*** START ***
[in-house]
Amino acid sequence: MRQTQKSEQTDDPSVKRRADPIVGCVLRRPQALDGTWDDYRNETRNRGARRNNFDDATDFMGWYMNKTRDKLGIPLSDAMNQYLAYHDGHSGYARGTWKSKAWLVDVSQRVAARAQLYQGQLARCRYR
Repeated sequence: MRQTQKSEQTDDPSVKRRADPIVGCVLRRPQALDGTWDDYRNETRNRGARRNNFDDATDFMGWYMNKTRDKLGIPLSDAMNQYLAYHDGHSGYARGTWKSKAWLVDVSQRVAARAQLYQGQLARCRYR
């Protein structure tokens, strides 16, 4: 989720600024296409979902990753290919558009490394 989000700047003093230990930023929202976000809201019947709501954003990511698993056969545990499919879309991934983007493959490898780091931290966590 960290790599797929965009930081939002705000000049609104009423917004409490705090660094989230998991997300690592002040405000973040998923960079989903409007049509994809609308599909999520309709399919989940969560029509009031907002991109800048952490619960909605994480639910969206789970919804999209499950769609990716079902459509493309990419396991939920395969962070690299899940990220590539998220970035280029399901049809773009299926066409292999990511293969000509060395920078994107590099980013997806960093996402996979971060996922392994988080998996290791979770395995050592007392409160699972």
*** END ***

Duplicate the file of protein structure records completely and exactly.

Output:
[in-house]
Amino acid sequence: MRQTQKSEQTDDPSVKRRADPIVGCVLRRPQALDGTWDDYRNETRNRGARRNNFDDATDFMGWYMNKTRDKLGIPLSDAMNQYLAYHDGHSGYARGTWKSKAWLVDVSQRVAARAQLYQGQLARCRYR
Repeated sequence: MRQTQKSEQTDDPSVKRRADPIVGCVLRRPQALDGTWDDYRNETRNRGARRNNFDDATDFMGWYMNKTRDKLGIPLSDAMNQYLAYHDGHSGYARGTWKSKAWLVDVSQRVAARAQLYQGQLARCRYR
């Protein structure tokens, strides 16, 4: 989720600024296409979902990753290919558009490394 989000700047003093230990930023929202976000809201019947709501954003990511698993056969545990499919879309991934983007493959490898780091931290966590 960290790599797929965009930081939002705000000049609104009423917004409490705090660094989230998991997300690592002040405000973040998923960079989903409007049509994809609308599909999520309709399919989940969560029509009031907002991109800048952490619960909605994480639910969206789970919804999209499950769609990716079902459509493309990419396991939920395969962070690299899940990220590539998220970035280029399901049809773009299926066409292999990511293969000509060395920078994107590099980013997806960093996402996979971060996922392994988080998996290791979770395995050592007392409160699972």